If the bowel is obstructed, the barium can become impacted.

The barium can lodge in the appendix and cause appendicitis.

There may be side effects (such as blurred vision) from the drugs used during the test.

It is possible to accidentally breathe in the barium meal instead of swallowing it (this is very rare).

Taking care

Be advised by your doctor, but general suggestions include:

Barium can cause constipation, so it is best to drink plenty of fluids for at least one full day following the test.

Eat more fruit than usual for the next day or two to help move your bowels.

See your doctor if you haven't had a bowel motion within three days.

Long-term outlook

You will need to make another appointment with your doctor to discuss the results of your barium examination. A negative result may require further tests if symptoms persist. Treatment depends on the diagnosis.

Other tests

Other tests are now more commonly used than the barium test to examine the digestive tract. These include:

Flexible endoscopy - an endoscope is a slender tube with a lens at one end and a telescope at the other. This is inserted through an orifice (such as mouth or anus) or a small incision and the doctor looks down the telescoped end for a magnified view.

Computed tomography (CT) scan - the CT scan uses x-rays and digital computer technology to create an image of internal body structures. Nowadays CT can be used to

replace an endoscopy - this test is called a virtual colonoscopy

EQUIPMENT

Rapid serial radiography (2 frames per s) or video recording may be required for assessment of the laryngopharynx and upper esophagus during deglutition.

BEFORE

Home care: Patient may be asked to eat a low-fiber diet for 2-3 days before the barium swallow test. And will be asked not to eat or smoke after midnight before the exam.

All clothing and any metallic (all jewelry including body jewelry such as nipple and belly-button rings, dentures, hair clips, or other objects) between the mouth and the waist should be remove, and the patient should ware a hospital gown.

Patient history should be taken and the examinations carefully explain to the patient.

Patient should understand the form and agree with it before signing it.

The examination room should be clean and tidy, and have sufficient contrast medium before patients comes.

DURING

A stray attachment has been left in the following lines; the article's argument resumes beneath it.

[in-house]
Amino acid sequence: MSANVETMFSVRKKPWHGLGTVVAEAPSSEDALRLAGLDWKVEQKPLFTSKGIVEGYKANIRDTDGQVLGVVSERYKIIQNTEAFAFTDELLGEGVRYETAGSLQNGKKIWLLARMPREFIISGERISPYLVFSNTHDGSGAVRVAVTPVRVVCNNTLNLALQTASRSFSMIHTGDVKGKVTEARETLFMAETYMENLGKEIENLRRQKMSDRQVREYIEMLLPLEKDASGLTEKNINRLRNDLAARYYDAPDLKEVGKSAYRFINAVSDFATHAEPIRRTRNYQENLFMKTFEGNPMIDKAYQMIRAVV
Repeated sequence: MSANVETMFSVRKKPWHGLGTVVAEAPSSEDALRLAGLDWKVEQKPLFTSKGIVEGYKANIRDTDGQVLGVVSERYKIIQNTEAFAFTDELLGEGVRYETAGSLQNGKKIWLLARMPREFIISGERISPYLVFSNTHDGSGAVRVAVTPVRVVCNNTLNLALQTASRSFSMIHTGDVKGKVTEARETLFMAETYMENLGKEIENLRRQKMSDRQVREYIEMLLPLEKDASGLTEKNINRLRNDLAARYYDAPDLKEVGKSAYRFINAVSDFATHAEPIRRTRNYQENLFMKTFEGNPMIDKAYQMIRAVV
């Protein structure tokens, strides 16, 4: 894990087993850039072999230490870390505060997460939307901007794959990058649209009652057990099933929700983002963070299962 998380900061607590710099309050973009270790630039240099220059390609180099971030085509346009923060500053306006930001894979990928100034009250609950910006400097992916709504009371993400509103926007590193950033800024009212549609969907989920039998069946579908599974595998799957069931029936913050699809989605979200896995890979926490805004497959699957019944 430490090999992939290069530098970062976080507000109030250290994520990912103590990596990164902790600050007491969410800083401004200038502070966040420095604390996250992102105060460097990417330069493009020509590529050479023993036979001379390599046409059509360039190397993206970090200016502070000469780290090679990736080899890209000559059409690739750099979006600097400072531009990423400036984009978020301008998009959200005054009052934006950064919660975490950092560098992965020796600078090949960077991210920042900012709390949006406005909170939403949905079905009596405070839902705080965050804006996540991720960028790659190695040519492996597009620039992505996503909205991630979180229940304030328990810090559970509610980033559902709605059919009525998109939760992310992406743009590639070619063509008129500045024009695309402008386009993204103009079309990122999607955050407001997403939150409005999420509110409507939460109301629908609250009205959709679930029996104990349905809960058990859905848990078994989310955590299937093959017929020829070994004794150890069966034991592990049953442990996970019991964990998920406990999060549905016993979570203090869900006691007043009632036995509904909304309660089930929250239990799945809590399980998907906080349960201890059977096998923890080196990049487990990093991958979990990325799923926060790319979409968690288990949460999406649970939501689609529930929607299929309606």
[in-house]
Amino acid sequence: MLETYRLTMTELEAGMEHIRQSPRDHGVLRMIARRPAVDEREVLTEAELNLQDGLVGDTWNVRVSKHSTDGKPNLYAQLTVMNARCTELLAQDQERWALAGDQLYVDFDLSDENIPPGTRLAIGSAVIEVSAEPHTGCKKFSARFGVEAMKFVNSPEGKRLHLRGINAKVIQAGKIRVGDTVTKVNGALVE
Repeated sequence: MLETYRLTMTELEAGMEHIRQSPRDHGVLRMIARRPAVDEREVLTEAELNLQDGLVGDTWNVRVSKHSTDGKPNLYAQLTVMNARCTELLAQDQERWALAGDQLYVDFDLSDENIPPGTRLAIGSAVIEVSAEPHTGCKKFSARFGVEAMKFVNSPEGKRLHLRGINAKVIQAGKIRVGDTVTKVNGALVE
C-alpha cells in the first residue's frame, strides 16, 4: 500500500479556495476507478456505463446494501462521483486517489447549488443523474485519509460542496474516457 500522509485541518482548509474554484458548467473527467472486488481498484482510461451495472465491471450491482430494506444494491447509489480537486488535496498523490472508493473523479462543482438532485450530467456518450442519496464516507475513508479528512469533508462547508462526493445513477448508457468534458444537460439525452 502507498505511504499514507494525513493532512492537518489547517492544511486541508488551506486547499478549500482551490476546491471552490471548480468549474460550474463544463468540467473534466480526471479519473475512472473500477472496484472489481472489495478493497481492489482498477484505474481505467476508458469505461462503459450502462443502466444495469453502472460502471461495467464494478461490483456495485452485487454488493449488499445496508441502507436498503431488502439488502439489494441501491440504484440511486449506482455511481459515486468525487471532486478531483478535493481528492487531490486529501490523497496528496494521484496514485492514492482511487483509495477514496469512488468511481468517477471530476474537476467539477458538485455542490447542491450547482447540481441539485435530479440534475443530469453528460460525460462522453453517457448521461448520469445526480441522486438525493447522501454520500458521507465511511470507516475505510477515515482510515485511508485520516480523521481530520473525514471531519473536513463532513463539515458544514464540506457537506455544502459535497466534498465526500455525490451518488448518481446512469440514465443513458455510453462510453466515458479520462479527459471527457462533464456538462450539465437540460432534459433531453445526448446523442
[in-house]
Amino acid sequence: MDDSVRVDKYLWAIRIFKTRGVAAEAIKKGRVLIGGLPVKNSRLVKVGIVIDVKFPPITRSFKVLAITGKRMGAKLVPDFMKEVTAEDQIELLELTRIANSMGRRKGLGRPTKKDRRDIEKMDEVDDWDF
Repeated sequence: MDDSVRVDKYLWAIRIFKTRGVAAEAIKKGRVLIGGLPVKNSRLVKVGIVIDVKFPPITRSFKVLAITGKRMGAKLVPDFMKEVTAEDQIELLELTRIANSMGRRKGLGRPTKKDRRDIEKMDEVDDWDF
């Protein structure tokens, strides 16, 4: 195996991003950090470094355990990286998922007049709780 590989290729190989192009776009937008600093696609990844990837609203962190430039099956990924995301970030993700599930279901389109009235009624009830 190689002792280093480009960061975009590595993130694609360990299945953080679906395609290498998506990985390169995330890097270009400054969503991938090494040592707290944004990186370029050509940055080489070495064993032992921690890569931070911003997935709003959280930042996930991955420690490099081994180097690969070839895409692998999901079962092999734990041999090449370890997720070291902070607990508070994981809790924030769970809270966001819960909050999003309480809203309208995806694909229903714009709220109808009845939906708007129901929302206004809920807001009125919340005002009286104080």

The barium swallow procedure may take about 30 minutes to finish. In certain cases, it may take up to 60 minutes to fill the stomach.

Patient will drink about 1 1/2 cups of a barium preparation-a chalky drink with the consistency (but not the flavor) of a milk shake. Children will drink less.

You will be strapped securely on your back to a table that tilts forward. X-rays to examine your heart, lungs, and abdomen will be taken before you drink the barium. Then will be asked to swallow the barium mixture.

X-rays will be taken again as the barium moves through the digestive system. Patient will be asked to take more swallows so more pictures can be taken.

As the barium moves down your digestive system, the table will be tilted at various angles to

help spread the barium for different views.

Pressure may be applied to your abdomen to spread the barium. Finally, you will be placed horizontally, asked to take a few more swallows of barium, and x-rayed again.

AFTER

When patient return home, they can resume your normal diet unless they are advised otherwise by the doctor. Because the barium is white, your stools will be chalky and light-colored for 1-3 days. Do not be concerned about this.

Should try to drink lots of fluids to help alleviate the constipation.

Eat food with lots of roughage and fiber such as raw fruits and raw vegetables.

Call the doctor if you have any unusual problems after the barium swallow test, such as vomiting, bleeding, pain, or trouble breathing. If you do not have a bowel movement in 2-3 days after the test, you should also call or see your doctor.

You should go to the hospital's emergency department if you have severe pain, difficulty breathing, constant vomiting, chest pain, or any other symptoms that you think might be an emergency.

Barium Enema

A barium enema is a diagnostic test. During the test, the doctor puts a contrast material called barium into the rectum. Enough barium is given to fill up the colon (large intestines). A plain x-ray of the abdomen is then taken.

By filling the entire cavity of the colon, the doctor can see the contour of the colon's lining. Polyps, diverticula (outpocketings), ulcers, fistula (openings), crypts (certain types of cavities), and inflammatory changes can be detected. Masses (such as tumors) are specifically of interest because this test is often used to screen for colon cancer.

Primarily, barium enema is used to exclude diseases of the colon such as colorectal cancer. Over the years, barium enema has been used to evaluate a wide range of other conditions such as these:

Appendicitis

Celiac sprue

Colorectal adenoma (harmless tumors)

Colonic diverticula (pouches or sacs in the colon)

Colonic polyps

Crohn disease

Diarrhea

Diverticulitis of the colon

Chronic intestinal pseudo-obstruction

Lower gastrointestinal bleeding

Ulcerative colitis

Although the barium enema was originally intended as a way to diagnose disease, its role has changed. Doctors use the test as a screening tool for certain people who are at risk for colorectal cancer.

Also, a barium enema is used in some cases to treat a condition. The pressure exerted when the barium is put into the colon often results in resolving an intussusception (a telescoping effect in which the colon folds in on itself)-a condition seen in infants.